One thing almost every homeowner must face in the quest for that perfectly landscaped yard is how to hide unattractive utilities.
Water wells, septic risers, electrical and cable TV boxes, telephone pedestals, irrigation valves, pumps, and other utilities can be common in residential yards. Especially in suburban and rural settings where city and municipal utilities are not offered.
These utilities all share one thing in common: They are ugly!
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And in most cases, they are permanent fixtures that are not easy to move to other less visible parts of the yard without costly and time-consuming work.
But don’t go giving up and throw in the towel just yet!
There are several options for hiding utilities in your yard and keeping your curb appeal intact. We’ve tried everything from simple, fast, easy solutions to more extensive projects.
Here are a few proven ideas you can try:
In this article:
1) Put your Green Thumb to work
You can plant shrubs, flowers, or other plants around the utilities to help them blend in with the rest of your yard.
Some fast-growing shrubs that can be used in landscaping to hide utilities include:
Willow hybrids (Salix spp.) – These shrubs can grow up to 10 feet per year and can be trained to form a hedge or used as a standalone specimen plant.
Privet (Ligustrum spp.) – Privet is a popular choice for hedges and can grow up to 3 feet per year.
Leucothoe (Leucothoe spp.) – These shrubs are evergreen and can grow up to 2 feet per year.
Lilac (Syringa spp.) – Lilacs are flowering shrubs that can grow up to 2-3 feet per year.
Viburnum (Viburnum spp.) – Viburnum shrubs are available in a range of sizes and can grow up to 3 feet per year.
It’s important to keep in mind that the actual growth rate of a shrub will depend on a number of factors, including the specific species, the climate and soil conditions in your yard, and the care it receives.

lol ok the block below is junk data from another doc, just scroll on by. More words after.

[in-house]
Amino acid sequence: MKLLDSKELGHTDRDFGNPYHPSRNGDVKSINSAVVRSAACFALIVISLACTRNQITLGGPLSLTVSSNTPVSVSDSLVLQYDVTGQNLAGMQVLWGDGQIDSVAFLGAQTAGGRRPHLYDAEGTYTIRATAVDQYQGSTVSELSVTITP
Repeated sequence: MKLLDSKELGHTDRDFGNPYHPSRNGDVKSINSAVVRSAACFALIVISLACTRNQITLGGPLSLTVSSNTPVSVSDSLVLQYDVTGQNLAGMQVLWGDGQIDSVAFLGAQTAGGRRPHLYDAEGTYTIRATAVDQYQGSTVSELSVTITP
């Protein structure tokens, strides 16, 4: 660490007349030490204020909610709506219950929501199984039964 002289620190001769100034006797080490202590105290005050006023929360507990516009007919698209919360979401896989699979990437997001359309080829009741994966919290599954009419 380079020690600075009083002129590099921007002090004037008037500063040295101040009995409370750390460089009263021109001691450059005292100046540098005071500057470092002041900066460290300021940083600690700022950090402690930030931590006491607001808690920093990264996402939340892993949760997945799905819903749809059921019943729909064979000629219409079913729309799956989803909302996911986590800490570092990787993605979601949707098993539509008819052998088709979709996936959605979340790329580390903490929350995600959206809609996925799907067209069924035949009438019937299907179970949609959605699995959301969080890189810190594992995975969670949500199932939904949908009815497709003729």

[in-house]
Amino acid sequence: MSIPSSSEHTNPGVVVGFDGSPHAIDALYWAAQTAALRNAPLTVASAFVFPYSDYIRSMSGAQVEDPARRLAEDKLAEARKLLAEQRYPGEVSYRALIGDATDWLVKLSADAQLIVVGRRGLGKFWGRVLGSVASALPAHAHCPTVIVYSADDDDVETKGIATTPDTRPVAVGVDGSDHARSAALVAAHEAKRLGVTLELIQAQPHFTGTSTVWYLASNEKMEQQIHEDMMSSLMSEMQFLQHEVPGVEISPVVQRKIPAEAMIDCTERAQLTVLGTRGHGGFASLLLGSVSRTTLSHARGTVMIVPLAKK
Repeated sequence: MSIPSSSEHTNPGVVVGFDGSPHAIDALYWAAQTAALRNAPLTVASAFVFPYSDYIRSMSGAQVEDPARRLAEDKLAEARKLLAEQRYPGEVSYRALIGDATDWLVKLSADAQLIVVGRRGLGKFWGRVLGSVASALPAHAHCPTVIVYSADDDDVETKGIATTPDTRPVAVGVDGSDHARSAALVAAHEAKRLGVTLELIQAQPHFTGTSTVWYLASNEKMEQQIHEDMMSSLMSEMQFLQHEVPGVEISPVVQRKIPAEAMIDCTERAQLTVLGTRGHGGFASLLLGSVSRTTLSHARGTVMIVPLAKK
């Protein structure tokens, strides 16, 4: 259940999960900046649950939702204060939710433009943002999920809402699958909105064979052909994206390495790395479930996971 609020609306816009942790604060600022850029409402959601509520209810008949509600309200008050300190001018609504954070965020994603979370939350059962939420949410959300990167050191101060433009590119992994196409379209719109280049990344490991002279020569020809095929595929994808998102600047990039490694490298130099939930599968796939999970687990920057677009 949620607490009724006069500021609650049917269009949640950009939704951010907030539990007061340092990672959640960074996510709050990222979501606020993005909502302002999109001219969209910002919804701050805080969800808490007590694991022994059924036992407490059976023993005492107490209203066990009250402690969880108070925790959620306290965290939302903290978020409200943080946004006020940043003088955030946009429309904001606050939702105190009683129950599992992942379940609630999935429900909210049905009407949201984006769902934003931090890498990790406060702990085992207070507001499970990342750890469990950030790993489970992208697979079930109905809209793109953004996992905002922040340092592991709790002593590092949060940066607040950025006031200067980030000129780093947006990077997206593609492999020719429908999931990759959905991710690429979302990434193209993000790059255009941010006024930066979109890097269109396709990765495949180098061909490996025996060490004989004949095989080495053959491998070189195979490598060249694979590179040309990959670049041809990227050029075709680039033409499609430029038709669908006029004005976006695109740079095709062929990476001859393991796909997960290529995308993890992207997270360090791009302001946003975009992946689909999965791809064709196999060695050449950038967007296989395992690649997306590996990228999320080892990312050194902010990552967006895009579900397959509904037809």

2) Install a fence around the utilities
This can help keep them out of sight and protect utilities against tampering or damage from kids or nosey neighbors.
Several types of fences are relatively easy to install yourself. Here are a few options:
Vinyl fencing: Vinyl fencing is a popular choice because it requires minimal maintenance and is easy to install. The panels are lightweight and can be cut to size using a handsaw or circular saw.
Wood fencing: Wood fencing can be installed using pre-assembled panels or by building the fence from scratch. The process is relatively simple and is accomplished with a few basic tools.
Woven wire fencing: Woven wire fencing, also known as field fencing, is easy to install and can be done with a few essential tools. The fence is held in place with metal T-posts, which can be driven into the ground with a post driver or sledge hammer.
Chain-link fencing: Chain-link fencing is also relatively easy to install, and the process can be done with just a few tools. The fence is held in place with metal posts that are anchored into the ground with concrete.
Regardless of the type of fence you choose, it’s important to follow the manufacturer’s instructions and local building codes when installing it. It may also be helpful to enlist the help of a friend or professional to ensure the fence is installed properly.
3) Fake Rock Covers
The fastest and easiest method a home-owner can embrace is using fake rock covers to hide utilities in yard and garden areas.
Unlike planting shrubs or constructing fences, sheds and trellises, using hollow mock rocks usually requires little digging, preparation or construction to get the job done.